Chemical-free organic drinks often taste better, too. Just ask Andrew Myers, dining room manager at Washington, DC’s Restaurant Nora, America’s first certified organic restaurant. “I recommend organic wines and beers to our customers because of their excellent quality, not just because it’s the right thing to do,” says Myers.

The Logic of Buying Local

Purchasing from locally based vintners and brewers helps support small, family-owned businesses that make our communities diverse and unique. On most days, when visiting a local craft beer or wine producer, you’ll get to meet the brewmaster or head vintner and witness part of the fermentation process. Many small vineyards or brewing facilities host tastings and other events, too.

Buying local helps keep profits circulating in your community, instead of heading up the food-stream to the coffers of remote corporations.

In addition, even when they are not certified organic, small-scale brewing and wine-making is good for the environment, because:

  • In most cases, these “micros” are consumed locally, reducing the negative environmental effects caused by long-distance transportation.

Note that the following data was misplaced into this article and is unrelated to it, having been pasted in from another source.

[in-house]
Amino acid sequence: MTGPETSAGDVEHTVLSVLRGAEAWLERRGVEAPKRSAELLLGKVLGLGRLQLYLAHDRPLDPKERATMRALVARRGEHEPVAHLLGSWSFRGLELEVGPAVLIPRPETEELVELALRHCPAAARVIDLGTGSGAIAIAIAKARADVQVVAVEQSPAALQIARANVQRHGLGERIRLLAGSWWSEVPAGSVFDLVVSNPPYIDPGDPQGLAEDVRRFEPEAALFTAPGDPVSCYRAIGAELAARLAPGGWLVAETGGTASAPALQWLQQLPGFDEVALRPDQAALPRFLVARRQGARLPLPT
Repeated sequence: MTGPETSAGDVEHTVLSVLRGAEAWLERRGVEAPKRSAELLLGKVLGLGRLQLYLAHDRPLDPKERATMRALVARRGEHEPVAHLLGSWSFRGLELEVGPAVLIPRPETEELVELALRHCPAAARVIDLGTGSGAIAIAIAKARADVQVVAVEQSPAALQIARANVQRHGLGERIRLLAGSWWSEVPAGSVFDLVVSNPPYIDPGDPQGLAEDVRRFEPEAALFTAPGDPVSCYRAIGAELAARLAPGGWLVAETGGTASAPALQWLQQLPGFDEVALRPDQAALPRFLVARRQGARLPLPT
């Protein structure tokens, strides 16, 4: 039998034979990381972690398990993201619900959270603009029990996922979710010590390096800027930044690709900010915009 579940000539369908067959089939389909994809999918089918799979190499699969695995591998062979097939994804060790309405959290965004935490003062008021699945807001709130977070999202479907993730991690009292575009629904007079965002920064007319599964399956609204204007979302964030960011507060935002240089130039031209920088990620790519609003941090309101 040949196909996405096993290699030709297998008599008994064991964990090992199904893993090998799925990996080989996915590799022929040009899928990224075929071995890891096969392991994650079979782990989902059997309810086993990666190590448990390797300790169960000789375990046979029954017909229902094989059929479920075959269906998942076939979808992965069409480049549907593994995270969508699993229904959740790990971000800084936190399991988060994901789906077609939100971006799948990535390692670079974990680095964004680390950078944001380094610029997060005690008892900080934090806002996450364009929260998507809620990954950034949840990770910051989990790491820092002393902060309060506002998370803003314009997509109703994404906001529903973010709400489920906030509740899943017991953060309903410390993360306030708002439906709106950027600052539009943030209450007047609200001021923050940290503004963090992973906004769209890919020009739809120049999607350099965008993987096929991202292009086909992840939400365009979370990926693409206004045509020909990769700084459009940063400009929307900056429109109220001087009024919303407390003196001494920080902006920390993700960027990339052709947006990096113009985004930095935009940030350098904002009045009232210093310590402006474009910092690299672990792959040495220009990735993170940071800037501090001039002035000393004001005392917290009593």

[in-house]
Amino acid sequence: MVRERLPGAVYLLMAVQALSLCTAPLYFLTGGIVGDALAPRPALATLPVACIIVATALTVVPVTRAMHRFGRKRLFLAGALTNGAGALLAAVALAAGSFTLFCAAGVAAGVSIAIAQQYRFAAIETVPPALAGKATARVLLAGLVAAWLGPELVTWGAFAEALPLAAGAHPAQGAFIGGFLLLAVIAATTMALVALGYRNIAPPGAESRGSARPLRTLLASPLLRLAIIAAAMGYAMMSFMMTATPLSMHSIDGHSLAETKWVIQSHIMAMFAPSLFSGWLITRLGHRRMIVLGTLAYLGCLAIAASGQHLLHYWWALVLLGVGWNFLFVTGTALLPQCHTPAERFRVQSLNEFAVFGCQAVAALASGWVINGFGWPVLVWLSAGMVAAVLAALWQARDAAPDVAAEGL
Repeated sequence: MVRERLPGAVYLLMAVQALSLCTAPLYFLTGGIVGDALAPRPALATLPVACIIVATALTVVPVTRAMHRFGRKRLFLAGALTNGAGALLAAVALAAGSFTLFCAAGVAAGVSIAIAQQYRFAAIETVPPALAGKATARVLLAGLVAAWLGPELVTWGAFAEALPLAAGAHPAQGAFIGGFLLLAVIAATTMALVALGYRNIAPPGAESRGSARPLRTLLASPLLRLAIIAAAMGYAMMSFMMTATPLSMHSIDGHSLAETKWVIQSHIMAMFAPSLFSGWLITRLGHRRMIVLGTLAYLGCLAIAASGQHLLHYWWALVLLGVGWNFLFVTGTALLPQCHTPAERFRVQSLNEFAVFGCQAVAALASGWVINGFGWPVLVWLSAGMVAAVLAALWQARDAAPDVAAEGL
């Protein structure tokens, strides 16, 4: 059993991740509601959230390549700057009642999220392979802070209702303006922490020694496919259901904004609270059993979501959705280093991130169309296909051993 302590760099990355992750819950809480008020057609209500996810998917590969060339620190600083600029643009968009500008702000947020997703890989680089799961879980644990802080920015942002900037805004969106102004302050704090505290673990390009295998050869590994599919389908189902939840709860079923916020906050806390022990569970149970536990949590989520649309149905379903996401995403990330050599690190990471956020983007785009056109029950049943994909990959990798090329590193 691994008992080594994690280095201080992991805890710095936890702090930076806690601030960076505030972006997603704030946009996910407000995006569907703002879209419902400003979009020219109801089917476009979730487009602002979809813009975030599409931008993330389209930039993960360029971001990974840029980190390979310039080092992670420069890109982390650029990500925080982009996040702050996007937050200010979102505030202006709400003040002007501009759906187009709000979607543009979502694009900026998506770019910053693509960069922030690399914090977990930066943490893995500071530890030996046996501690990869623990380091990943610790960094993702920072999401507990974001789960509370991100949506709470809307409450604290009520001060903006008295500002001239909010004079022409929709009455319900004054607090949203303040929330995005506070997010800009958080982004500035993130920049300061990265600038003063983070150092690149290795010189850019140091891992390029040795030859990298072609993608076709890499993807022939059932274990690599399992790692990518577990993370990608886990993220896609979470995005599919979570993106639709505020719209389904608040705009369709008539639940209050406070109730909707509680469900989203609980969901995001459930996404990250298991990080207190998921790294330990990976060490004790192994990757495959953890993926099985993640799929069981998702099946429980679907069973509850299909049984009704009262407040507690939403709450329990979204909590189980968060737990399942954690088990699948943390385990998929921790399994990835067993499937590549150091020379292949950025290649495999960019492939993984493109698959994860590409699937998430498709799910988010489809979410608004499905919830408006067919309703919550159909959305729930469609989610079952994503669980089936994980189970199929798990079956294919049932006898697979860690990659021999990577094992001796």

• Many microbreweries also use large, refillable containers called “growlers.” Customers pop
    into the brewpub facility and get a quick fill-up, thereby reducing unnecessary packaging-and they get a break on the price as well.

  • The glass bottles and cardboard packages conventionally used to store craft beers or local wines are easily recyclable in most areas.

Expanding Selections

Another advantage to being an eco-minded imbiber is that you’ll enjoy an ever-widening array of sophisticated and tasty beers and wines to try.

Twenty years ago, there were only a couple dozen microbreweries in the US. That number has multiplied to nearly 1,500 in 2001, according to the Institute for Brewing Studies. What this increase in “beer-o-diversity” means is that you, the consumer, have a vastly growing selection of beer styles to suit your own individual tastes. Microbreweries are constantly pioneering new varieties of beer, and they are even saving some endangered beer “species” from total extinction. For example, Anchor Brewing rescued the last remaining “steam beer” (a unique American style of beer) brewery in California several years ago.